Few urban phenomena compare to the nightly retreat of Chimney Swifts going to roost, and even for seasoned SwiftWatch volunteers, the sight of hundreds of swifts streaming into a chimney like smoke in reverse never gets old! The Chimney Swift, provincially and federally listed as a Threatened species, is primarily an urban bird that makes its home in chimneys. Historically, Chimney Swifts nested and roosted in large hollow trees, but adapted to using chimneys as the old-growth forests that hosted these nesting sites were destroyed following European settlement. A century later, Chimney Swifts are again threatened by the loss of their surrogate habitat as traditional chimney structures are modified or replaced. Volunteers for this program locate new roosts and nesting chimneys and monitor existing sites by counting the number of swifts gathering in the evenings.
Toronto SwiftWatch has just begun its fifth season. Since 2011, we have recruited and trained over 50 volunteer citizen scientists who have identified nearly 200 active chimneys, including 17 roosts that host large numbers of birds. In 2013 alone, our volunteers surveyed 115 new chimneys in Toronto, and the group continues to build on these accomplishments. Many of these volunteers had no prior experience with bird surveying or identification, but are now contributing to a national pool of data that is shared with government at all levels and community partners to prevent further destruction of swift habitat.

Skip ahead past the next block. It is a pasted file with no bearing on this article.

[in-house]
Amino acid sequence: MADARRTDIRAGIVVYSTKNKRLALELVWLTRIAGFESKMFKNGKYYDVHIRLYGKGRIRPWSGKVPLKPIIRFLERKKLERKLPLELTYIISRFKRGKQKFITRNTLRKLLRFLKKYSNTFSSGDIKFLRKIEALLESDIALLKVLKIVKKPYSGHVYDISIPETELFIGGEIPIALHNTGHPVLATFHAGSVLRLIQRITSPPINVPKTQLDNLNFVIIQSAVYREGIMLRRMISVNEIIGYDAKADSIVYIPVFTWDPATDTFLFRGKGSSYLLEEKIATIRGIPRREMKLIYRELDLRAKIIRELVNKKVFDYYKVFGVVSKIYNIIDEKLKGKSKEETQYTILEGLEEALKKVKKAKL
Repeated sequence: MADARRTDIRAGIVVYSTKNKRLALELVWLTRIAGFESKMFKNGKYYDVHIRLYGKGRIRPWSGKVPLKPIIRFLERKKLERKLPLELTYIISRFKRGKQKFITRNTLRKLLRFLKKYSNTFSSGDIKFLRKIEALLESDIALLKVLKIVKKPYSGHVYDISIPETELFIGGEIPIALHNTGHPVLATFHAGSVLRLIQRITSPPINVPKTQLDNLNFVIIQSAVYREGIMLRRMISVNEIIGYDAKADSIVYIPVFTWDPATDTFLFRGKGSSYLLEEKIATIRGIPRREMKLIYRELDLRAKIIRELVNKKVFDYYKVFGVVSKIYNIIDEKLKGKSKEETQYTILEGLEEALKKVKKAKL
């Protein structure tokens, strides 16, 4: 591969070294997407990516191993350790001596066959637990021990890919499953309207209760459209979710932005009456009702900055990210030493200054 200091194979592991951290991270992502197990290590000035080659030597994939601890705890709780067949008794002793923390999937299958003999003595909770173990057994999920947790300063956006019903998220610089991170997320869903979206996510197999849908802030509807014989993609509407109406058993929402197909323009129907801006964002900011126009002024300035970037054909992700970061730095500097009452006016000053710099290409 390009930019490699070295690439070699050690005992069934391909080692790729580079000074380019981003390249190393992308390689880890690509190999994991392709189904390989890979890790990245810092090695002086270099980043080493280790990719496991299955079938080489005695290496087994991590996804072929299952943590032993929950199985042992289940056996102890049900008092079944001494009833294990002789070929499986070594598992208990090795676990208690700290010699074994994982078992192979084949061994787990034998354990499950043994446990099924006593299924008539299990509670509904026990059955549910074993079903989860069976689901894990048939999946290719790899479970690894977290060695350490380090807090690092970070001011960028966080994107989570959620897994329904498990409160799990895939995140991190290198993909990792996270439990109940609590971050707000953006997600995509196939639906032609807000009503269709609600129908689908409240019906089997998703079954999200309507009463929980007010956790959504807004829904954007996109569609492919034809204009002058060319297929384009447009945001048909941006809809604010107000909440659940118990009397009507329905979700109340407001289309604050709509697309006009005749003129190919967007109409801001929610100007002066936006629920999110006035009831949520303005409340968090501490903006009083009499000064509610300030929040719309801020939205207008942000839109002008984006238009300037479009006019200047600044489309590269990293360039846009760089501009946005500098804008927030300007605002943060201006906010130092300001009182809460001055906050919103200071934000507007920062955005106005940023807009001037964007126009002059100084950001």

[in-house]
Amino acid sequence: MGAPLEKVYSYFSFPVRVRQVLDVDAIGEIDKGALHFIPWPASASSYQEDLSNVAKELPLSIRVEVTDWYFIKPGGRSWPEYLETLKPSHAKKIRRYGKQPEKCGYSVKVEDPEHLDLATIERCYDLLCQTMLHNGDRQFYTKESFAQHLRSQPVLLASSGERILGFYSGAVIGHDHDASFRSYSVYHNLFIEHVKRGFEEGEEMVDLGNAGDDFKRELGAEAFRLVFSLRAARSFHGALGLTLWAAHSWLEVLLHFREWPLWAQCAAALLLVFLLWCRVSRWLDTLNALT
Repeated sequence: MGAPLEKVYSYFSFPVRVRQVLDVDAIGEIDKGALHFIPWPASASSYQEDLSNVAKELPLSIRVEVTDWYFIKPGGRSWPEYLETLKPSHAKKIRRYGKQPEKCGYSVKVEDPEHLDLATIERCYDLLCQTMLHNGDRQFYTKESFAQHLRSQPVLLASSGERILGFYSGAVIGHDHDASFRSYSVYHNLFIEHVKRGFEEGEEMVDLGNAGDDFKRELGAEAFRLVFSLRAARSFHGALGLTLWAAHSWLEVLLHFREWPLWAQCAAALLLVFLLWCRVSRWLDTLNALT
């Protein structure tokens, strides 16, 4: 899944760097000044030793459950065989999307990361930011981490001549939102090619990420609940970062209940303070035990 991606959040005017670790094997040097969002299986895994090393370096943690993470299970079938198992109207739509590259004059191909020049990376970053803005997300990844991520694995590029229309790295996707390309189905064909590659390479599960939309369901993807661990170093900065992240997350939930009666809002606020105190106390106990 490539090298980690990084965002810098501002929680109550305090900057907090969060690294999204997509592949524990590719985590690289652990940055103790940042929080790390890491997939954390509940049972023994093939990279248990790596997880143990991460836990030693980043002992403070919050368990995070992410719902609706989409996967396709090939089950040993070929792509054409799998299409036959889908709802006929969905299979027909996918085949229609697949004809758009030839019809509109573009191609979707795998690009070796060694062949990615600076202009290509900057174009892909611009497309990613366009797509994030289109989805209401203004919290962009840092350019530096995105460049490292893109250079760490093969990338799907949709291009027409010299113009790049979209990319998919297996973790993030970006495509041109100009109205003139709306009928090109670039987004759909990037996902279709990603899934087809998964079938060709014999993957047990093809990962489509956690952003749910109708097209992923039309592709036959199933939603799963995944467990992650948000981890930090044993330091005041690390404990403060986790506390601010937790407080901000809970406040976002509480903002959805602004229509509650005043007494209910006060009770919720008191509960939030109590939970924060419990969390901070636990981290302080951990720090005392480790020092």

The Common Nighthawk is a widespread North American bird that has successfully adapted to nesting in urban environments, though they can also be found as far north as the Canadian boreal forest. In late August, these birds stage impressive migrations through Toronto on their way to their wintering grounds in South America - hundreds of birds may pass through on a single evening! Historically, nighthawks were a common sight in Toronto. Their enigmatic “peent” calls and spectacular booming territorial displays were a memorable part of summer evenings in the city. More recently, they have declined for reasons that are not well understood, although it is suspected to be in part due to reduced availability of the gravel rooftops for nesting.